and member of the University sympho-
ny band. At the University, Reynolds
conducts the symphony band. the wind
ensemble and the contemporary direc-
While he will have many memo-
ries of the University. he said it is
working with the people he will
remember the most.
"Seeing in the faces of the people
"He chooses the most difficult
repertoire for the band and they always
perform well under his baton,"
University Philharmonic director
First year Architecture student Brandon Weidenfeller photographs Angell Hall.
Weidenfeller takes time lapse photography of buildings and sites around A2.
New law to keep
witin 100 miles
that the music we have made togeth-
er touched them deeply that is
what is most memorable," Reynolds
Interaction with students is what he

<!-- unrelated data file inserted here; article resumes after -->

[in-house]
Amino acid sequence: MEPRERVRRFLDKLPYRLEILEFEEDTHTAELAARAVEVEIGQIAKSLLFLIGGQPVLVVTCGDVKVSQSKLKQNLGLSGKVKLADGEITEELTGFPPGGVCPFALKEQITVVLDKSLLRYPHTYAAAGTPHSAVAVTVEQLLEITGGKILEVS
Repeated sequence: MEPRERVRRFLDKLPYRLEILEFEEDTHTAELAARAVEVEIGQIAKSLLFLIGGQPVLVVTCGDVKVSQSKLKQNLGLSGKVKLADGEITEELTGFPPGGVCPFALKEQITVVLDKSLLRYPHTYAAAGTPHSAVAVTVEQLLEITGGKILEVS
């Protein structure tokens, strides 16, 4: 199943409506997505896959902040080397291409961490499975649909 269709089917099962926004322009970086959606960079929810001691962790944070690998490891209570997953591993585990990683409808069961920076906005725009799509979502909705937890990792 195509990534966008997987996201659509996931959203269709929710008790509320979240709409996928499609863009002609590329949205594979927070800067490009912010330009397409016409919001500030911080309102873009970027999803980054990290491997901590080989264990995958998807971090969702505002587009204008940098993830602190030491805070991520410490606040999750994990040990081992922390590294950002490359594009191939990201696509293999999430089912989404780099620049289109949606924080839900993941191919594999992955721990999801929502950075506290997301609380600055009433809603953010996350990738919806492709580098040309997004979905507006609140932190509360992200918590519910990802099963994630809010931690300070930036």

said he enjoys most. "Being able to
bring aesthetic pearls through music and
into the hearts and souls of the students,
that is my major accolade." Reynolds
Byess said Reynolds leads by exam-
"Ile chooses the most difficult reper-
toire for the band and they always per-
form well under his baton," Byess said.
Reynolds said he has always had a
love of music but his major goal
throughout his involvement in the music
world has been to upgrade the reputa-
tion of the band genre. "When I started,
bands were playing in parks: now we
have concerts in Carnegie Ilall, which
,was previously unheard of,"he said.
Many students said they have felt the
enthusiasm for music exuded by
Reynolds. "Ile cares about his job and
we can tell when he is working that he
enjoys being there. Ile is having fun up
there and it helps the ensemble have
fun:' Zator said.
Colleagues and students said
Reynolds' method of teachina can
only be described as nurturing as he
helps both students and peers to
thrive in their fortes. "My first
memory of him was when I was
watching one of his rehearsals. le
was doing a difficult piece by Aaron
Copland and one player was having
a difficult time," Byess said. "I saw
Reynolds diffuse a really stressful
situation and work with the student